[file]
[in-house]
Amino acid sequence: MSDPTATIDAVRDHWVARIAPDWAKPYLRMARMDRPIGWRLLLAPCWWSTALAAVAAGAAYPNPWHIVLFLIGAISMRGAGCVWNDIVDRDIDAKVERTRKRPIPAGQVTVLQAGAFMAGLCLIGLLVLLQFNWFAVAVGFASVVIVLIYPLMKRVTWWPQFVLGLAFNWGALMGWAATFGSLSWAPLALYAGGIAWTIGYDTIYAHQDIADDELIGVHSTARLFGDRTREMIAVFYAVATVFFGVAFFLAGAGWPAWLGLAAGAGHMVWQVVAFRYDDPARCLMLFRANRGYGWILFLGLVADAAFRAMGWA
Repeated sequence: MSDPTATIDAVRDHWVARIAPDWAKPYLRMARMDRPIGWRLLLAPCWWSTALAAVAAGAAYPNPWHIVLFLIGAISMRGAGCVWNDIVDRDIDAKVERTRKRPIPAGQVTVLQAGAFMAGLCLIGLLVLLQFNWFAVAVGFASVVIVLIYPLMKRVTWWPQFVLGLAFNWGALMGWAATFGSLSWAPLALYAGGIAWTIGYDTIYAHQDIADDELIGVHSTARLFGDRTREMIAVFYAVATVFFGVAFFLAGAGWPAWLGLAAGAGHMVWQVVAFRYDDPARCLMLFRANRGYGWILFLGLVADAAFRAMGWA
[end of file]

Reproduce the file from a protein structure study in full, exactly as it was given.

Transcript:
[in-house]
Amino acid sequence: MSDPTATIDAVRDHWVARIAPDWAKPYLRMARMDRPIGWRLLLAPCWWSTALAAVAAGAAYPNPWHIVLFLIGAISMRGAGCVWNDIVDRDIDAKVERTRKRPIPAGQVTVLQAGAFMAGLCLIGLLVLLQFNWFAVAVGFASVVIVLIYPLMKRVTWWPQFVLGLAFNWGALMGWAATFGSLSWAPLALYAGGIAWTIGYDTIYAHQDIADDELIGVHSTARLFGDRTREMIAVFYAVATVFFGVAFFLAGAGWPAWLGLAAGAGHMVWQVVAFRYDDPARCLMLFRANRGYGWILFLGLVADAAFRAMGWA
Repeated sequence: MSDPTATIDAVRDHWVARIAPDWAKPYLRMARMDRPIGWRLLLAPCWWSTALAAVAAGAAYPNPWHIVLFLIGAISMRGAGCVWNDIVDRDIDAKVERTRKRPIPAGQVTVLQAGAFMAGLCLIGLLVLLQFNWFAVAVGFASVVIVLIYPLMKRVTWWPQFVLGLAFNWGALMGWAATFGSLSWAPLALYAGGIAWTIGYDTIYAHQDIADDELIGVHSTARLFGDRTREMIAVFYAVATVFFGVAFFLAGAGWPAWLGLAAGAGHMVWQVVAFRYDDPARCLMLFRANRGYGWILFLGLVADAAFRAMGWA